So what I am saying is that, pace Buddhism and advaita, individuality is important. The Masters have certainly transcended identification with the limited individual aspect of their being as they are one with God who is the centre of their lives, but individuality remains. In fact, it is more developed than it is in most of us, who, in comparison, are only half-formed individuals. A heaven of identikit saints would be a sort of hell, wouldn't it?

Most of all what I would now insist on is the reality of God. This might seem a strange thing to say when talking about spiritual matters. But more and more I have noticed a tendency in present day spirituality, or attempts at spirituality I might say, to take God out of the spiritual equation whether as a lesser reality than pure absolute being or as not existing in any true form at all. This is a great error. God exists and he exists in a personal form though I am not saying that is all there is to him. God will always remain a mystery in his essence. Nevertheless God as a Person is absolutely real for personhood is not a limitation on being, as erroneously thought by the non-dualists. It is the very essence of being. Besides which, if God is not a Person then goodness, beauty, and even truth in any comprehensible form, are all only relatively real which, in effect, means they are not real at all. God cannot be limited in any way but to envision him as an abstraction of pure being or infinite energy or the like seems to me to be much more of a limitation than to say that he is a Person. And without this personal side nothing really matters or has meaning for it is the personal that give life its savour, joy and, most of all, its love. This is why modernism, which is founded on the active denial of God, is basically anti-life. It is, in fact, nothing less than a death cult.

To say that God is a person does not mean he is just an object to us, something or someone 'out there'. That could never be for he is the essence of personhood, the very 'I' behind all 'I'ness, the archetypal person from whom we borrow our person-ness or individuality which is given to us from him and reflects his. But he has created this world of multiple beings who are one in their being, his being, but many in expression and quality, uniquely theirs though given by him. So in this created world, both heaven and earth, oneness and multiplicity exist together like harmony and melody, and God is both the Supreme Father, in terms of creation, and life itself in terms of pure spirit above form. But, and this is the point, both of these must be known if we are to encompass the fullness of reality.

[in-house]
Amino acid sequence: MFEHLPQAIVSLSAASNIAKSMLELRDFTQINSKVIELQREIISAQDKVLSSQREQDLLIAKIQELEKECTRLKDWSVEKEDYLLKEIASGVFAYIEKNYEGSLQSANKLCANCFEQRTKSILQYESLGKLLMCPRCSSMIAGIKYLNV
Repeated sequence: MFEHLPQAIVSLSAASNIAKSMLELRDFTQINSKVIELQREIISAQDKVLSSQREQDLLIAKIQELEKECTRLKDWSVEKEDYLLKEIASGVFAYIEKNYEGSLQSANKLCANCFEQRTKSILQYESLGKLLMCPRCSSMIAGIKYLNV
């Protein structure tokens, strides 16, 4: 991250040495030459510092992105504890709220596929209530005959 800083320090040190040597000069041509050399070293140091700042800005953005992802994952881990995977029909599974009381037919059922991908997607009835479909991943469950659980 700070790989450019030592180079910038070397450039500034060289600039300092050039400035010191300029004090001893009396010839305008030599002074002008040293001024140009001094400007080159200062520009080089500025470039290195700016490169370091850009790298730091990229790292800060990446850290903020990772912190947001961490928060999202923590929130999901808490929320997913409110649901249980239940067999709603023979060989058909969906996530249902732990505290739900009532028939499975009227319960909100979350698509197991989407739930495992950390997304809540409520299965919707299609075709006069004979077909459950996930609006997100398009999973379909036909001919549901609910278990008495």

So the only parts of my earlier book that I would amend now are those that say or imply that God as Person is somehow lower or less real than the Impersonal Absolute. I always struggled with this intuitively (if that were the case then where did the original 'I' come from in the first place, what was love, what was goodness, why were the Masters so individual and why did they speak of higher Masters, i.e. point to a hierarchy even in heaven?), and it was not a teaching that the Masters themselves ever gave. However the weight of metaphysical authority, particularly that of the East, appeared to affirm it, and it can be seen as just an extreme form of the fact of oneness. But an understanding of the nature of the Trinity, seeing how there is difference even at the deepest level of unity, has given a better metaphysical foundation for my intuitive sense of how things are.

There is perhaps one minor point I should clear up. When the Masters said that one should forget the personal self and merge with the universal self this might appear to support the idea of abandoning the sense of being an individual and becoming one with the absolute. So in a way it does but it does not mean giving up individuality. As I have said, the Masters themselves were full individuals. The only difficulty here is on a verbal level. Personal can refer to the reality of the person and this was an idea that the Masters fully supported. They demonstrated the truth of it. However it can also refer to the personality in the sense of the separate rather than individual self, me and mine rather than I, and it is this idea of himself as a separate being that the disciple is asked to renounce. Not the idea of himself as an individual. God created us as individuals and does not demand suicide but self-transcendence. Forget the personal self does not mean deny you are an individual but don't identify with your separate, self-enclosed individuality. Know yourself to be a spark of the divine, fully one with your Creator.

Incidentally, in case of misunderstanding, I am not saying here that our approach to God should exclusively be on a personal or dualistic level and that the practices and attitudes associated with a formless or apophatic approach to truth are invalid. I believe that each should be balanced by the other for a comprehensive understanding just as love should be balanced with wisdom. The Masters counseled both prayer and meditation for the disciple and this points to the need to take both a personal dualistic and an impersonal non-dualistic approach into account as we walk the spiritual path. Either on its own is incomplete even if the truth is that the ultimate aim of God is that he may have a personal relationship with us and that we may become gods ourselves. He did not create souls merely for them to be reabsorbed back into his being, eternally resting in the darkness of the Godhead as though they had never been. He did so in order that they might add to the glory of being through multiplication and joyous communion between all parts of it. He is a giver not a taker.